Thinking and talking about rugby every day for 50+ years
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Some wisdom here from one of Australia's great mythical 'sporting' characters; 'The truth is deafening, no matter how softly it is spoken.'
'Rugby is a nonsense, but a very serious nonsense.'
His simple philosophy for sporting success; 'Winning Starts on Monday.'
On the eve of Pontypool v New Zealand in 1989, i jotted down the simple philosophy of how Pontypool coach John Perkins wanted his team to mentally approach their big upcoming game; 'Boys, you've to live it, eat it, sleep it and shit it if you want to win!'
"Sometimes you win, sometimes you lose, sometimes it rains.' (from the film 'Bull Durham')
'...to win by one is enough.'
'Always avoid prophesying on things beforehand; it's a much better policy to prophesy after the event has taken place.'
'If winning isn't everything why bother to keep the score?'
'As your reputation gets bigger, the gaps and chances to go through them get smaller.'
'A rugby tour is like sex. When its good it's great, and when it's bad - hey! It's still pretty good!'
'I'd rather spend half an hour in the company of a top carpenter, than three hours in the company of an average brain surgeon'
...when thinking about retirement; 'When your eyes go, and your legs go, and your fans go; then it's time for you to go too.'
'Often when a team is at the bottom, there's something wrong at the top.'
'In Ireland the inevitable never happens but the unexpected constantly does.'
Talking about the 1988 World Cup rugby league final on Eden Park in Auckland; 'When the Kiwis ran onto the field we could see the poor bastards were shitting themselves.' Sydney Morning Herald 24 November 1992.
Epic early words in the game uttered by Springbok captain Phillip Nel to the referee at Eden Park as South Africa win the test series by thrashing NZ by 5 tries to 0 (17-6).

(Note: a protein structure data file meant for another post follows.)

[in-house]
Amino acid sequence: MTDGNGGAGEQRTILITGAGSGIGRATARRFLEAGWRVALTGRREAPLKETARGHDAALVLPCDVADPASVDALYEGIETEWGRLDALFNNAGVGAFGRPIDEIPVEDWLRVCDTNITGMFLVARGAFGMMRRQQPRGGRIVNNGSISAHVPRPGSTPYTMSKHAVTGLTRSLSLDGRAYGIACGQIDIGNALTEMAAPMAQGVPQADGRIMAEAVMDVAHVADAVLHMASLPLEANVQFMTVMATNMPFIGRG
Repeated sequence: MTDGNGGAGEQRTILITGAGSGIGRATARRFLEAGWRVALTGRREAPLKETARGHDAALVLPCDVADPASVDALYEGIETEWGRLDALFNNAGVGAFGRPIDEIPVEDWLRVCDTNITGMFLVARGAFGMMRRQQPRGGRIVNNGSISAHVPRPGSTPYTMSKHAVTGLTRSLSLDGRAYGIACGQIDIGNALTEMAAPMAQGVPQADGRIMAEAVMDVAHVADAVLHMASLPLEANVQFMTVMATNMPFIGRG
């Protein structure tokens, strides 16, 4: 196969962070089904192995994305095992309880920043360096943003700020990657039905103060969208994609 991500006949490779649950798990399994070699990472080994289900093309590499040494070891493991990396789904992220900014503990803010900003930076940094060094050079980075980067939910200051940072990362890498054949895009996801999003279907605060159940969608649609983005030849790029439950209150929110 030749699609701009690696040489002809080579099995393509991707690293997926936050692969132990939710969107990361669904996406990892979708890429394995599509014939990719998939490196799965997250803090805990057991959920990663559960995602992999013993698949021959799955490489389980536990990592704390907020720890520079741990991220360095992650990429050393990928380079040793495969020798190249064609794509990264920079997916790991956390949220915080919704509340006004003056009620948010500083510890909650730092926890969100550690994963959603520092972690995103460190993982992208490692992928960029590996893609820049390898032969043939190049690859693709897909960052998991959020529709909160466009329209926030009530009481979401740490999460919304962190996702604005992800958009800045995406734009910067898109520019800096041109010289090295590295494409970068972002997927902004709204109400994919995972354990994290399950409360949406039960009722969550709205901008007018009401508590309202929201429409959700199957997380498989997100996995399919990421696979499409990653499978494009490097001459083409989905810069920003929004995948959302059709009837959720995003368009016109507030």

Leicester, Harlequins and England
31 internationals for England 1920–27
William Wavell Wakefield was a highly successful player, thinker, innovator and captain. He became one of the world game’s best administrators, becoming an England committeeman before rising to be president of the Rugby Football Union in 1950. He served as a delegate on the International Rugby Board for the seven years up until 1961 and wrote extensively about the game, in his later years becoming a symbol of wise counsel for amateur rugby and its future.
The young Wavell Wakefield was a supremely fit rugby player, winning his 31 international caps as a flanker, lock or No. 8. He first played for England in 1920, when a strong Welsh side thrashed him and 10 other new caps. The selectors persevered with many of the new players, and out of their rising confidence came one of England’s best eras.
The England team, with Wakefield, the brilliant halfbacks ‘Dave’ Davies and Cyril Kershaw, Cyril Lowe the wing, and forwards Tom Voyce and Ronald Cove-Smith, combined to win the Five Nations crown three times in the first four years of the 1920s.
Wakefield played his first 21 internationals consecutively, winning 17 times with one draw. By 1927, when he was hampered by injuries, the highly popular and respected ‘Wakers’ had reached 31 caps – an England record for any position and one that stood until 1969, when it was passed by D.P. ‘Budge’ Rogers.
Wakefield is often remembered as one of England’s best captains and tactical planners. As captain of Cambridge University and England, he insisted on each member of the forward pack undertaking set roles, rather than plodding together from set piece to set piece, as had been the style.
Under his leadership, England’s back row combinations became the first in the world to work together as a ‘team’, which is commonplace in modern times. Certainly he was highly successful. In his seven seasons in the England team he took part in three championship wins, three Triple Crowns and three Grand Slams. It is a tribute to him that those years came to be known in English rugby as the ‘Wakefield Era’.
After his active rugby days he was a Member of Parliament and then became the first Baron Wakefield of Kendal. He died in 1983.
Which former Springbok test rugby captain won a Rugby World Cup winner's medal for Australia in 1999?